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Passengers Thought They Were Going To Die As Plane Had Mid-Air Issue

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Passengers Thought They Were Going To Die As Plane Had Mid-Air Issue

The idea of getting into a small, contained space which hurtles through the air at hundreds of miles an hour and works on some kind of magic is the stuff of nightmares for some people. For everyone else, it's just travelling on a plane.

While there is always the chance of a something bad happening, thankfully those incidents are few and far between. But a recent Qantas flight from Perth to Sydney had passengers so scared that they thought they were going to die.


The Airbus A330 suffered an issue with its air conditioning system, which can affect it's ability to maintain cabin pressure. As a result, the plane had to divert to Melbourne, but suddenly air masks dropped from above and people started panicking - as you would.


Ray Chant said he grabbed his phone and tried to send goodbye messages to his friends and family.

"I just thought how can I record this and say my last goodbyes?" he told 7 News.

Another flyer, Nick Scerri, told the Daily Mail: "People were being openly hysterical because the pilots were being so tight lipped about the situation.

"I tried to keep a poker face but the lack of information had us all looking at each other, we genuinely thought we were going to die.


"An elderly lady fainted and there was a doctor on board who administered first aid and got her an oxygen tank."


He says while plenty of adults onboard were very shaken up by the whole ordeal, most of the kids were terrified. Thankfully, the crew kept their composure, the flight landed without an issue and everyone got off safely.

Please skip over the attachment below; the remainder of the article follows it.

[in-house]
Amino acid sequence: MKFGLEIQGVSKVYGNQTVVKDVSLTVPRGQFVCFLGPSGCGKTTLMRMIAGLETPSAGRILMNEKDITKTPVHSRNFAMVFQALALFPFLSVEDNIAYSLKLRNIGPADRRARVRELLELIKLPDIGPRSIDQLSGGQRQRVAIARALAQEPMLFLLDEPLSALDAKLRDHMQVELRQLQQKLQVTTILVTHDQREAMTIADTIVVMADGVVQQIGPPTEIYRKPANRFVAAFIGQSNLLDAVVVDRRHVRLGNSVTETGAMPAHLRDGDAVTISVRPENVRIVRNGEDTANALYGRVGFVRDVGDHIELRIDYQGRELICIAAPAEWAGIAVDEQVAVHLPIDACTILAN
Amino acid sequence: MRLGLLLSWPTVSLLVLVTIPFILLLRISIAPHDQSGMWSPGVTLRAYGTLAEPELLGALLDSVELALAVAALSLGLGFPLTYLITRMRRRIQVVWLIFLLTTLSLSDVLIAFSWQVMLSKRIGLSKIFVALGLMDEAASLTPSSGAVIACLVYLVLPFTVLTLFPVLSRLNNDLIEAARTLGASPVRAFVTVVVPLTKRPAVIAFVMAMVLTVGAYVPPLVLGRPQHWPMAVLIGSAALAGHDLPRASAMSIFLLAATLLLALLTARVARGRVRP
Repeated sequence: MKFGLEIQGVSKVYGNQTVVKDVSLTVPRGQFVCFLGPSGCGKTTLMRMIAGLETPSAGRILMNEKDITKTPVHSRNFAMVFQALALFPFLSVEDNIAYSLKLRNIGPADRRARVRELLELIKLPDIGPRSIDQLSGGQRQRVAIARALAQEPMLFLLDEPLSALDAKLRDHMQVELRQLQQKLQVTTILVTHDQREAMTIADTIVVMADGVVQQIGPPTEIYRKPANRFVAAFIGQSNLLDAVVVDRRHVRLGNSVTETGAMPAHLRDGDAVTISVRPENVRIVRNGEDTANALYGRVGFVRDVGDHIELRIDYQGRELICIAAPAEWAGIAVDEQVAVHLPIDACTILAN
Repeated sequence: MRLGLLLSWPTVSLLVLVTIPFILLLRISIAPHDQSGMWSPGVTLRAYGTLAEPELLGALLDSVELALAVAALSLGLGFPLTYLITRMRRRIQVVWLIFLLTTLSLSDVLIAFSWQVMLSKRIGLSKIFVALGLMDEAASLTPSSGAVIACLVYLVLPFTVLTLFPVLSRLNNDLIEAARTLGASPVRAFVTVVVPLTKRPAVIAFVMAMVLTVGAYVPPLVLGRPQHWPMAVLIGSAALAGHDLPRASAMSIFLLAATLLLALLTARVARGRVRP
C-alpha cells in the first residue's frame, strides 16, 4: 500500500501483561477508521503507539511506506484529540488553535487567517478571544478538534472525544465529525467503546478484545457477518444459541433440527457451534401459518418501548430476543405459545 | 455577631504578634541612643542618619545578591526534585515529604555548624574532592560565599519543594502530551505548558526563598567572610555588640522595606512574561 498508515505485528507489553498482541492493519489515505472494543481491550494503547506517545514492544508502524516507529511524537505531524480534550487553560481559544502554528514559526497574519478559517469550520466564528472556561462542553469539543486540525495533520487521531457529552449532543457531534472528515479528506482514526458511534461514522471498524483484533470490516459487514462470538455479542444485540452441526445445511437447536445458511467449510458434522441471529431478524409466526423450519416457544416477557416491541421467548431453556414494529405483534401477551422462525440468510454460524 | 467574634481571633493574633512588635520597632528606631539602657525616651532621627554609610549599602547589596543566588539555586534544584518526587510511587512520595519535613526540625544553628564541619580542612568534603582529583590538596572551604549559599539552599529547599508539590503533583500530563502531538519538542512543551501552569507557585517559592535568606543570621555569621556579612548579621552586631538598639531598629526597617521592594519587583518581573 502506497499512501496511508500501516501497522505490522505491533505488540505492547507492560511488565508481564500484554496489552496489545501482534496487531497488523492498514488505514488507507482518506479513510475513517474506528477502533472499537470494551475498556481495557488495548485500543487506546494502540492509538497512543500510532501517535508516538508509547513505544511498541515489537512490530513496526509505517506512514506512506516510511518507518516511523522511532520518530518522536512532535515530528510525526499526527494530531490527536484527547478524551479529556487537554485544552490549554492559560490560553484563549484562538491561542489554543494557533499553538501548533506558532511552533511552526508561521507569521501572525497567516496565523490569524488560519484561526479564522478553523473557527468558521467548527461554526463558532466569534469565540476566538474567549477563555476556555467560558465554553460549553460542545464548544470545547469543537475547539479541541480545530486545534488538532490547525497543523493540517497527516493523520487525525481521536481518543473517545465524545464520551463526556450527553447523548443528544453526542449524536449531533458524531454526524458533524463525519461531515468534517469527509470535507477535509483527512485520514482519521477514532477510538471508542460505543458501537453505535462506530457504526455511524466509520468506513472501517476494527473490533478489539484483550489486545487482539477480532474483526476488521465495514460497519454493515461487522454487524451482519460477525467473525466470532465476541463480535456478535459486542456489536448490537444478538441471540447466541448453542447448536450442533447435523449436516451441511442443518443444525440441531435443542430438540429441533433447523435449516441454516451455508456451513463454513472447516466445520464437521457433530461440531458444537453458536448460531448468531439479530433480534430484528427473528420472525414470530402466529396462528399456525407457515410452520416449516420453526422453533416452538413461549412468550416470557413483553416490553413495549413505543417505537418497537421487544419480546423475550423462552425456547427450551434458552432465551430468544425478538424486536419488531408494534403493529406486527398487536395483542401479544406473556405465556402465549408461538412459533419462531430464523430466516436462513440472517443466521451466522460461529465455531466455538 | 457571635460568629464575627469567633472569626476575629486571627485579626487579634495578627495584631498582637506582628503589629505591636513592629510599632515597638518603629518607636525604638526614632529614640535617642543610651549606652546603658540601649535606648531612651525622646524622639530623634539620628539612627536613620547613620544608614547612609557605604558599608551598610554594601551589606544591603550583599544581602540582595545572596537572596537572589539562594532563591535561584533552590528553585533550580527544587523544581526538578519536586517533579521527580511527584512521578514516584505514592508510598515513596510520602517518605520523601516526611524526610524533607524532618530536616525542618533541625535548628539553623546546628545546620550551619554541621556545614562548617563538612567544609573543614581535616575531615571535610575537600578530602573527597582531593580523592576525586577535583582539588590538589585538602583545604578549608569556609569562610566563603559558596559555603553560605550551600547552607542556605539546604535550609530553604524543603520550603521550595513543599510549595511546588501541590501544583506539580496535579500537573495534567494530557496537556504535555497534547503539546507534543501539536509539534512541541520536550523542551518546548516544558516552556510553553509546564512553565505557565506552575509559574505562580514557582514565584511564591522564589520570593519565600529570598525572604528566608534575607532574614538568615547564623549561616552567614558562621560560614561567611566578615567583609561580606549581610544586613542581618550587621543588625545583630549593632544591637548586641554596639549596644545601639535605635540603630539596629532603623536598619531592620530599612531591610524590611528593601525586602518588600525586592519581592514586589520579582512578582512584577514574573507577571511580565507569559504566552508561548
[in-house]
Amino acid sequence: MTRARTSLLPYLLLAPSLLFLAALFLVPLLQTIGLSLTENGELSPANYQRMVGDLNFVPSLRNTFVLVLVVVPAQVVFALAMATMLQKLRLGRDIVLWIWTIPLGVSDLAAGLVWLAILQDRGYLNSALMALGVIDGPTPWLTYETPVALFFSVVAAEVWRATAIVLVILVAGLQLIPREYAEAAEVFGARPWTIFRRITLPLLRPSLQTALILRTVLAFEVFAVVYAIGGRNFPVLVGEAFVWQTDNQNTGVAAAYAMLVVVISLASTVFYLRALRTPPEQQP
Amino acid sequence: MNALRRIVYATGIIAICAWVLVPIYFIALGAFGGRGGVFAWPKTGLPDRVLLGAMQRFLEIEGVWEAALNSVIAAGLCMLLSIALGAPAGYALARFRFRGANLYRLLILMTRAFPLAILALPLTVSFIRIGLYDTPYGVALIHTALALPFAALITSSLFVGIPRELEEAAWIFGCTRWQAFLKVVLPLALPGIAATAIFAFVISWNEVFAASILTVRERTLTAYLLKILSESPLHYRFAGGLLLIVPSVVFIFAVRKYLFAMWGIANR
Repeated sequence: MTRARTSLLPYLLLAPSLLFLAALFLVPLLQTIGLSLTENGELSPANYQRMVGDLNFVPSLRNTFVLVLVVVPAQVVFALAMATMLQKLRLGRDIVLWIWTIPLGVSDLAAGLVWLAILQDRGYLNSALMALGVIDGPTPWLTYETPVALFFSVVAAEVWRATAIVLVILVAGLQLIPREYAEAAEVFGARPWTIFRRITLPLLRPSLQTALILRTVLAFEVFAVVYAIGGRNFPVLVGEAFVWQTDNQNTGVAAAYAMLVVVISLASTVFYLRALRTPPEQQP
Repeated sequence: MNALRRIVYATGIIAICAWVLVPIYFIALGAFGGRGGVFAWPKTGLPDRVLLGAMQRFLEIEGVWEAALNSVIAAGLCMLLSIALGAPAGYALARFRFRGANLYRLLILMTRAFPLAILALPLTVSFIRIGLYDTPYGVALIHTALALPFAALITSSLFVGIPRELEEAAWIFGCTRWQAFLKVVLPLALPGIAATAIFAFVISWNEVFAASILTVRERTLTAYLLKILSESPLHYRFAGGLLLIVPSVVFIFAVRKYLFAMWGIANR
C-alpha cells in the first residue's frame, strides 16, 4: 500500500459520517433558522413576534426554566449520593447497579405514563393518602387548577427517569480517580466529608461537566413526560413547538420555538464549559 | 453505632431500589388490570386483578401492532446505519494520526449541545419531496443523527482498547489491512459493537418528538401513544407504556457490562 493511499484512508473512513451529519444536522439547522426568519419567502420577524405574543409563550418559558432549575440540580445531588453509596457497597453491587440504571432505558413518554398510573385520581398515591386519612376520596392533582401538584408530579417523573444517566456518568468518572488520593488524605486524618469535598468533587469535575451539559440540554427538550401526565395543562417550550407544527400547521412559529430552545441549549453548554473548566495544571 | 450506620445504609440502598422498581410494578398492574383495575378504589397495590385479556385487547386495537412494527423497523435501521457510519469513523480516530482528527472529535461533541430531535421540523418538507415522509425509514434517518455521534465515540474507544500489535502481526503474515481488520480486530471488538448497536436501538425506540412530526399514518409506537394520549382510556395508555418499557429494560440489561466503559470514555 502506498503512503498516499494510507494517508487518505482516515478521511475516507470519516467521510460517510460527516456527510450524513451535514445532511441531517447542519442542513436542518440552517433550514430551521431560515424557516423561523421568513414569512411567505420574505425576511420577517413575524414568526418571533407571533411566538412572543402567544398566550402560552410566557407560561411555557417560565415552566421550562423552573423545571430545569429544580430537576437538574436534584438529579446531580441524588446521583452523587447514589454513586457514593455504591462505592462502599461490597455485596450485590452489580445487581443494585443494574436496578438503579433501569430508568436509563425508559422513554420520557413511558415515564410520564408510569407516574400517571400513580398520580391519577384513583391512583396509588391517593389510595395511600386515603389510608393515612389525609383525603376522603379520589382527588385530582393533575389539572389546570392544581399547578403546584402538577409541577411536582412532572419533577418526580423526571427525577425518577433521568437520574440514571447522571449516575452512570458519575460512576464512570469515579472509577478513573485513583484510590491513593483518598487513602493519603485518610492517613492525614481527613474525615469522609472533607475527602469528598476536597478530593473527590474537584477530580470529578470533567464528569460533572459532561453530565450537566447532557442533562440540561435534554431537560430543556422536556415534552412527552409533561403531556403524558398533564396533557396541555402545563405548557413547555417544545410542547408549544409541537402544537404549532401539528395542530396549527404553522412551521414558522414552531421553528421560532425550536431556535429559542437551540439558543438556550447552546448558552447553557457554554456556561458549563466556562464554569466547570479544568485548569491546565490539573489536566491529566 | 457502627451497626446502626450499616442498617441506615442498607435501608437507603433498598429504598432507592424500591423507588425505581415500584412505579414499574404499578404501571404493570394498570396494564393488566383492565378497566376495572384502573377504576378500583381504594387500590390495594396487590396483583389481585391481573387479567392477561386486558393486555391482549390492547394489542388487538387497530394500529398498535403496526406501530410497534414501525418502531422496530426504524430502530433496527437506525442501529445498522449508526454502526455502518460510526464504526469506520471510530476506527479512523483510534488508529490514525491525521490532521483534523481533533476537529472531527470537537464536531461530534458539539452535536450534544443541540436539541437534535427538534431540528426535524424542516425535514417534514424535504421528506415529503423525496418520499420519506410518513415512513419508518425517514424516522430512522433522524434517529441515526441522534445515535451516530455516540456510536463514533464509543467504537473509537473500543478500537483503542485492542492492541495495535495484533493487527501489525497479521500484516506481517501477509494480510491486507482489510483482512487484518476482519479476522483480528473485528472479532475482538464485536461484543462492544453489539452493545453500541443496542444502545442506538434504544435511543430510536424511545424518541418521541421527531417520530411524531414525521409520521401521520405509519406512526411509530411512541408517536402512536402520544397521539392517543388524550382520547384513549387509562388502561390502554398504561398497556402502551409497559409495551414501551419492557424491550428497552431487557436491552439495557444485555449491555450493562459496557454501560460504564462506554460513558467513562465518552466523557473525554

A Qantas spokesperson released a statement saying: "Following standard procedure, the crew descended to 10,000 feet and were able to restart the system and diverted to Melbourne.


"The crew did not declare an emergency. It was a request for priority handling by air traffic control on arrival into Melbourne as a precaution.

"We thank the crew for their professionalism and passengers for their patience and understanding through this issue."

Engineers jumped into the plane once it landed in Tullamarine to have a look through it and establish what might have caused the scare. If you were afraid of flying and happened to be on that particular flight, no one would blame you for having a very negative view on air travel for the rest of your days.

Featured Image Credit: Ray Chant/7 News

Topics: Australia News, News, Sydney, Australia

Stewart Perrie
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